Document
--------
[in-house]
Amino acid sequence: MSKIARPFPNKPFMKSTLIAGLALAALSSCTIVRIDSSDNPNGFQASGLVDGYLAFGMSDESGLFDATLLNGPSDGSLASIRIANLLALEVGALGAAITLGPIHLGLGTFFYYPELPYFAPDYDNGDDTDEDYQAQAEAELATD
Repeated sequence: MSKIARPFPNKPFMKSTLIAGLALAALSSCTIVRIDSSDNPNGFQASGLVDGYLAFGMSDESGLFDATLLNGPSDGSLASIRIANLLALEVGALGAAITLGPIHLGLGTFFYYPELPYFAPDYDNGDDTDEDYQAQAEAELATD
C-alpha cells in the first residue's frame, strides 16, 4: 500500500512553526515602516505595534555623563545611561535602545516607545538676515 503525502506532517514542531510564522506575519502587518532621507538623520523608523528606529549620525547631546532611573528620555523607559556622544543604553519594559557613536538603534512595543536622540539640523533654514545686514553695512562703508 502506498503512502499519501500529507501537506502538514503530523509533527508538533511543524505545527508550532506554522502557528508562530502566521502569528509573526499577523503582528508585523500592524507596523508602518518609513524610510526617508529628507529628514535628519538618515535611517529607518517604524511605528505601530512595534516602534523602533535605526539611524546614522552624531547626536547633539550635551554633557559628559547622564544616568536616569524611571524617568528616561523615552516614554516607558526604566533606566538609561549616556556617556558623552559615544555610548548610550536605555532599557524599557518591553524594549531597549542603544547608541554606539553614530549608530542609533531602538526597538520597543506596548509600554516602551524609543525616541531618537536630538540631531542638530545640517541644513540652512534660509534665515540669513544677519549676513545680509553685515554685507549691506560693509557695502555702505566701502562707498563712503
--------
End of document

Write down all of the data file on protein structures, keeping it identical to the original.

[in-house]
Amino acid sequence: MSKIARPFPNKPFMKSTLIAGLALAALSSCTIVRIDSSDNPNGFQASGLVDGYLAFGMSDESGLFDATLLNGPSDGSLASIRIANLLALEVGALGAAITLGPIHLGLGTFFYYPELPYFAPDYDNGDDTDEDYQAQAEAELATD
Repeated sequence: MSKIARPFPNKPFMKSTLIAGLALAALSSCTIVRIDSSDNPNGFQASGLVDGYLAFGMSDESGLFDATLLNGPSDGSLASIRIANLLALEVGALGAAITLGPIHLGLGTFFYYPELPYFAPDYDNGDDTDEDYQAQAEAELATD
C-alpha cells in the first residue's frame, strides 16, 4: 500500500512553526515602516505595534555623563545611561535602545516607545538676515 503525502506532517514542531510564522506575519502587518532621507538623520523608523528606529549620525547631546532611573528620555523607559556622544543604553519594559557613536538603534512595543536622540539640523533654514545686514553695512562703508 502506498503512502499519501500529507501537506502538514503530523509533527508538533511543524505545527508550532506554522502557528508562530502566521502569528509573526499577523503582528508585523500592524507596523508602518518609513524610510526617508529628507529628514535628519538618515535611517529607518517604524511605528505601530512595534516602534523602533535605526539611524546614522552624531547626536547633539550635551554633557559628559547622564544616568536616569524611571524617568528616561523615552516614554516607558526604566533606566538609561549616556556617556558623552559615544555610548548610550536605555532599557524599557518591553524594549531597549542603544547608541554606539553614530549608530542609533531602538526597538520597543506596548509600554516602551524609543525616541531618537536630538540631531542638530545640517541644513540652512534660509534665515540669513544677519549676513545680509553685515554685507549691506560693509557695502555702505566701502562707498563712503